The presumption has long been that the salvor will be entitled to a portion of what they find on the ocean because they have risked their equipment, or their lives in some cases to salvage underwater sites. That general position will not change any time soon. The 2001 UNESCO Underwater Heritage Convention takes an aggressive line, and prohibits all commercial exploitation of underwater cultural heritage. This is a step many nations will refuse to take. Only 15 nations have signed on, and the convention requires 20 before it enters into force. In this case, by arguing too vehemently, I think UNESCO has left itself with no say on the disposition of underwater sites found in international waters.

Questions or Comments? Email me at derek.fincham@gmail.com

4 thoughts on “"…no more archeology than…collecting Indian arrowheads"”

  1. Derek- Without getting too deeply into the merits of this issue (which seems to be quite complicated), I’m not sure it is fair to compare what can reasonably be done to record a deep water wreck based on what was done to record and study a shallow water wreck. Also, what exactly is wrong with selling duplicative coins to fund the effort? Finally, the fact that it has taken Bass and his team 30 years to investigate one wreck should give pause to those who suggest that there are enough arcaheologists out there to study and preserve everything in a timely fashiion before it either discintegrates or is otherwise destroyed by the action of the seas.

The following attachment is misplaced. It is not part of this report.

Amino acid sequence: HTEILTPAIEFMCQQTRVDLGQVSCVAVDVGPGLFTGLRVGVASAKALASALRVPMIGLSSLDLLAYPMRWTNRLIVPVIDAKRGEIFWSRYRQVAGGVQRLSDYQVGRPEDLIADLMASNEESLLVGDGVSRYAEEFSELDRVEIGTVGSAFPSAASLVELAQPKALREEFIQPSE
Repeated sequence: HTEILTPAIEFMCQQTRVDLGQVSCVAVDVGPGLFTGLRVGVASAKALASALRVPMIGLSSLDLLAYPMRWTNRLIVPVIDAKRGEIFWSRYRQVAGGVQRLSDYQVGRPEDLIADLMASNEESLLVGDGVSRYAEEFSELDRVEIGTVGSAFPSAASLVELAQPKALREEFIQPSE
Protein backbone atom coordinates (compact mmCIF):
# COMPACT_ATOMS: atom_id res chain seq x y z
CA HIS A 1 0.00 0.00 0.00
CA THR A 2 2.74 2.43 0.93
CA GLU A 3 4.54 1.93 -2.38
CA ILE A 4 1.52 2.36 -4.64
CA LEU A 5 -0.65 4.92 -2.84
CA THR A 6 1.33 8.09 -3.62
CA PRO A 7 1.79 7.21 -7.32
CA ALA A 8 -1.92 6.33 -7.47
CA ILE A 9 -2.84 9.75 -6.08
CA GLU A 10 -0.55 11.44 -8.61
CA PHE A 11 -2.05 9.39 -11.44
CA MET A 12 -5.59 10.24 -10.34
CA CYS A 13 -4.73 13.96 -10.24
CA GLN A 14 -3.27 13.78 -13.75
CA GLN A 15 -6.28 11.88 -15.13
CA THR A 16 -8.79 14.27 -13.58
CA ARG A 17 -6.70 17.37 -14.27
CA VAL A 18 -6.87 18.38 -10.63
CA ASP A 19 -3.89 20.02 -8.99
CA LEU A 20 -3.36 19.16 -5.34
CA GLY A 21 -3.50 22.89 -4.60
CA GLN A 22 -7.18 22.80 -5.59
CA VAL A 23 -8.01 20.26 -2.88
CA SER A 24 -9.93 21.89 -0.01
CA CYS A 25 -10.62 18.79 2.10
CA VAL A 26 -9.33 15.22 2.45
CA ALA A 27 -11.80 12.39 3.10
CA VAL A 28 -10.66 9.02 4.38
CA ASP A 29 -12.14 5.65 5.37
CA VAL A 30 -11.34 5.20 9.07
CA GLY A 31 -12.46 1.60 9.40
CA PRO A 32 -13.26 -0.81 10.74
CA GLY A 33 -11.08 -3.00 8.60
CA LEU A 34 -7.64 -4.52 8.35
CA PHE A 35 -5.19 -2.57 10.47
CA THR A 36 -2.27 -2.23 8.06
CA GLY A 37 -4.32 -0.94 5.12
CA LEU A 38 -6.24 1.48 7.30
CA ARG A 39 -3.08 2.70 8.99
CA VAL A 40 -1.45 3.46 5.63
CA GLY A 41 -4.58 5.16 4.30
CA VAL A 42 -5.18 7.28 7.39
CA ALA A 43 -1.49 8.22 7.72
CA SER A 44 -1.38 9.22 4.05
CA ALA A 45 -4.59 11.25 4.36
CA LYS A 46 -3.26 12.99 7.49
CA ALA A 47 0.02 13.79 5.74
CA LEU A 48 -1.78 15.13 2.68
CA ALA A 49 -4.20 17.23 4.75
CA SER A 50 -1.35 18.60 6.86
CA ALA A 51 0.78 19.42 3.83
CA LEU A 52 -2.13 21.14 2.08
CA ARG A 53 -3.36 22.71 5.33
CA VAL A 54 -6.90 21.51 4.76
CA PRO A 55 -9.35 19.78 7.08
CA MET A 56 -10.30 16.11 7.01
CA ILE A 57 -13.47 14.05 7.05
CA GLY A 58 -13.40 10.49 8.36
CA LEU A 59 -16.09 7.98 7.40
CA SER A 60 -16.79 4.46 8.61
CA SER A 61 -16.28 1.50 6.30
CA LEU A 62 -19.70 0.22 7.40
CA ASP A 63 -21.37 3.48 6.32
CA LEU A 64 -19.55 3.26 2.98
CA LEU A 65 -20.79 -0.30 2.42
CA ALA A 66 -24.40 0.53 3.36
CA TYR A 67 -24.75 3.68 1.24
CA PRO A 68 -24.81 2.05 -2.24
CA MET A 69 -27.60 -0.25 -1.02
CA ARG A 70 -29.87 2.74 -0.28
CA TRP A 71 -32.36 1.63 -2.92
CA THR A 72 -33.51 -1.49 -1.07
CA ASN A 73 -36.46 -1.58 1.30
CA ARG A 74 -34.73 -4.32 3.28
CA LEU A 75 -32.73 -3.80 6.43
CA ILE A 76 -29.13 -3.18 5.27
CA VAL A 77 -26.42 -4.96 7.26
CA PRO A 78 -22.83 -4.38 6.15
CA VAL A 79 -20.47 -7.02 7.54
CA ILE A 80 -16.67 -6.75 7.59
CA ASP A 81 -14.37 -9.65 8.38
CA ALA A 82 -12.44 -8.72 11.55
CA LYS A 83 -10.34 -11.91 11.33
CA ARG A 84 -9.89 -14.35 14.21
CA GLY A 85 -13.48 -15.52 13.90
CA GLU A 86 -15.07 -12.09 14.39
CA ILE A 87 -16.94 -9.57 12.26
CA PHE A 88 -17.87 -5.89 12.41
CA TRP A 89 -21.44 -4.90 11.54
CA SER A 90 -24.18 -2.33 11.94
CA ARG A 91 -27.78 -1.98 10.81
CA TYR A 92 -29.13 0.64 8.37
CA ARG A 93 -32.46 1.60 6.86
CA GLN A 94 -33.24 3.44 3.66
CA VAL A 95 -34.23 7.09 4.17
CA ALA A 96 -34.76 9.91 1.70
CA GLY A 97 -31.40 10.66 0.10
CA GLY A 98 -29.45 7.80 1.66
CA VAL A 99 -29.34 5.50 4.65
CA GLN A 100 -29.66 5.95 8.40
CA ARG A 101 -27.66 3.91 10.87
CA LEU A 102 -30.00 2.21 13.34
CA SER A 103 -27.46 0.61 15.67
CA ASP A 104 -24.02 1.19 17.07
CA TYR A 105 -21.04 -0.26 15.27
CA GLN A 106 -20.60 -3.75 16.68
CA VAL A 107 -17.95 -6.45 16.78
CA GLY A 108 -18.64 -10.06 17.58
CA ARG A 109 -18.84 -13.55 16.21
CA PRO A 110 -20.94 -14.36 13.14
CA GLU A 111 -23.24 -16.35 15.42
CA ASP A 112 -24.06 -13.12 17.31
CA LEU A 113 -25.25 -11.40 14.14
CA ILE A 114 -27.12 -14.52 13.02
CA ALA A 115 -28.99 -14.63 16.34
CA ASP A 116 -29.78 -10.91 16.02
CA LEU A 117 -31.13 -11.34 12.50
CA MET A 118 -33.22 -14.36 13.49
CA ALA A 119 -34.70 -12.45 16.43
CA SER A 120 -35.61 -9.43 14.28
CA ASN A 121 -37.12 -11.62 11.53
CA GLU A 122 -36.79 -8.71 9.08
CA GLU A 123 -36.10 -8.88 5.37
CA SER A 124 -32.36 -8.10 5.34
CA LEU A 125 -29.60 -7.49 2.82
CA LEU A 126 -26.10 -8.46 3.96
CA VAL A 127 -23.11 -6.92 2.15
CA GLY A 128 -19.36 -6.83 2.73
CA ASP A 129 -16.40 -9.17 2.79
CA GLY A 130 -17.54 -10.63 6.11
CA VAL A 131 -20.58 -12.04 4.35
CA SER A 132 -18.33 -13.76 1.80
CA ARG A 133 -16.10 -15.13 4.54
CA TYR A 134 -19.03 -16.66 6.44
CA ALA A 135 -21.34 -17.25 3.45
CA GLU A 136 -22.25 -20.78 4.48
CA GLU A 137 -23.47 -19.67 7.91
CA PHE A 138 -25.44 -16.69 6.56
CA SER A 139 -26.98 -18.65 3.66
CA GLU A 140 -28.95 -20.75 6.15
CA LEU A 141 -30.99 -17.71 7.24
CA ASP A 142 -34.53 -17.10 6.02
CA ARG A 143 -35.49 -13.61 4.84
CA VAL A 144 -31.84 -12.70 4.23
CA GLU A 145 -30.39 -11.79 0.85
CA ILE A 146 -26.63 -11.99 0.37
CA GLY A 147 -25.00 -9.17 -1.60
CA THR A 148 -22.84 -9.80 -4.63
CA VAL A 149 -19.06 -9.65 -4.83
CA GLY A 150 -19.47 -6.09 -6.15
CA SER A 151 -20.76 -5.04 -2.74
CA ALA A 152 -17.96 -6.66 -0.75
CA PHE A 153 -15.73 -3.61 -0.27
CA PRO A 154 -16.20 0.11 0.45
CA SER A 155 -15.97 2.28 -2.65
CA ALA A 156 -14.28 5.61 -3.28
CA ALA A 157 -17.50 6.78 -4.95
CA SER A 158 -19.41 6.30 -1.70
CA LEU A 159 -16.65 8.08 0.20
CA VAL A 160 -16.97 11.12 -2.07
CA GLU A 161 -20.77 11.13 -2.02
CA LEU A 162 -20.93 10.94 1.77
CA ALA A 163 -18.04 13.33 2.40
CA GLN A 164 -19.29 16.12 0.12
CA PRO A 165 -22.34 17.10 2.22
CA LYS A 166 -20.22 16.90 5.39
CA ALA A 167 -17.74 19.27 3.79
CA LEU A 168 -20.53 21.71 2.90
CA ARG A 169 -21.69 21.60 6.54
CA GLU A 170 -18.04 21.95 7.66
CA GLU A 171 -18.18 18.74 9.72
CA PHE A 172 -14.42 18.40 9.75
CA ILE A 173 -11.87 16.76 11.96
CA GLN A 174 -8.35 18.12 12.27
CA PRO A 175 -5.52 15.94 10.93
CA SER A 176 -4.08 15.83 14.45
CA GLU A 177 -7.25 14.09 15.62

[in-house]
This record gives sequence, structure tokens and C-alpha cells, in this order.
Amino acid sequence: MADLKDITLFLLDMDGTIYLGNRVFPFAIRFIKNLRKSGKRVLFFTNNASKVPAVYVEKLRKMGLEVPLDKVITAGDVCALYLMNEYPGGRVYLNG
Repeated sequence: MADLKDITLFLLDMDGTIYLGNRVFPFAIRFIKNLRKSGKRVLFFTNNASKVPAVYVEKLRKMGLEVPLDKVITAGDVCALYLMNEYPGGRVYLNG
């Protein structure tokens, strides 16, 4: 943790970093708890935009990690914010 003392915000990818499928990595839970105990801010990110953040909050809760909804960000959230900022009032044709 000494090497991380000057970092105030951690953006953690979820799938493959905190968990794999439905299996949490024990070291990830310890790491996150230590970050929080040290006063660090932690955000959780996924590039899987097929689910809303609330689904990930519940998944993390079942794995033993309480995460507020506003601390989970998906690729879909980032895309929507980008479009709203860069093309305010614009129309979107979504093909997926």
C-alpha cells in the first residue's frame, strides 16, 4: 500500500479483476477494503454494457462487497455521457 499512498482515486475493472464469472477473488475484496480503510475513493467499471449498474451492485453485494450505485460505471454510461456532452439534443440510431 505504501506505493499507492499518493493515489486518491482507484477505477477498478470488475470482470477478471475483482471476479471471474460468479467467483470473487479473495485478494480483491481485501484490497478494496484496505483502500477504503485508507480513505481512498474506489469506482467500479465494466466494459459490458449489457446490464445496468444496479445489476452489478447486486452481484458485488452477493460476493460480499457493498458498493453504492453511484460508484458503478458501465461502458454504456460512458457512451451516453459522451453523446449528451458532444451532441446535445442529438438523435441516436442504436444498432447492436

Sincerely,

    Peter Tompa

  2. It seems to me the only major effort is to get some money, and increase their share price.

    Not being and expert by any means, my understanding is that the ocean floor is actually the safest place for these objects, as they are generally stable after having been down there for a couple hundred years.

    Perhaps a shallow-water comparison is a bit unfair to Odyssey, however I’m more troubled by the tendency to use the announcement of major finds to affect their share prices; especially as an SEC investigation (albeit and unsuccessful one) looked into the practices of these guys in the 90’s. There is circumstantial case to indicate they aren’t really interested in the science or archaeology, but rather the gold. It’s a great article, which may change your view on things.

  3. While I too would like to see such wrecks excavated more scientifically, it seems clear that that is not what the main controversy is about. The Spanish government’s interest is not in seeing the site properly excavated, it is in profiting from other people’s work and, in violation of longstanding admiralty law, taking the gold. It is hard to feel sympathy for that.

    In the case of wrecks of this type, which are historically relatively unrevealing (since we have good records of that fairly recent time) in comparison with, say, Bronze Age wrecks, and which often carried substantial treasure, I wonder if a better approach might not be to formalize the legitimacy of the claims of the salvagers but to make them contingent on cooperation with and funding of proper archaeological investigation.